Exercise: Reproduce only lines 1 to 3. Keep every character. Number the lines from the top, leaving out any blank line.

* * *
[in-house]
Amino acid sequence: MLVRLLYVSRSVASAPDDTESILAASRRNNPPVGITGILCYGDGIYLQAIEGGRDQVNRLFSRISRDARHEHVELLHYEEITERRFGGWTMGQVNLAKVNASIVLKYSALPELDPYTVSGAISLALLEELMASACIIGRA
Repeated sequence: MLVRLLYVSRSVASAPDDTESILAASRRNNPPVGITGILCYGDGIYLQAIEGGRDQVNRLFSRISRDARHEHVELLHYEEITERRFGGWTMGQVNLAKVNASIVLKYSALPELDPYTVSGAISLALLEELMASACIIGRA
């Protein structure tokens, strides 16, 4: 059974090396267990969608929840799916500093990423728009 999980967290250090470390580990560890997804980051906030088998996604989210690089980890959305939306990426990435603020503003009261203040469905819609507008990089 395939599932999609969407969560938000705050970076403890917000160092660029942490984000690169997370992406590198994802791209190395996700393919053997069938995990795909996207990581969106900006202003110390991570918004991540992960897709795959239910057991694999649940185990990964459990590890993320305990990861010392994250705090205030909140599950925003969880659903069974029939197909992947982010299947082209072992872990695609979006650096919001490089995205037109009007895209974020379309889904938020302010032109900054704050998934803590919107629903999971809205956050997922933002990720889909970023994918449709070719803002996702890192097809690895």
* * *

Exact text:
[in-house]
Amino acid sequence: MLVRLLYVSRSVASAPDDTESILAASRRNNPPVGITGILCYGDGIYLQAIEGGRDQVNRLFSRISRDARHEHVELLHYEEITERRFGGWTMGQVNLAKVNASIVLKYSALPELDPYTVSGAISLALLEELMASACIIGRA
Repeated sequence: MLVRLLYVSRSVASAPDDTESILAASRRNNPPVGITGILCYGDGIYLQAIEGGRDQVNRLFSRISRDARHEHVELLHYEEITERRFGGWTMGQVNLAKVNASIVLKYSALPELDPYTVSGAISLALLEELMASACIIGRA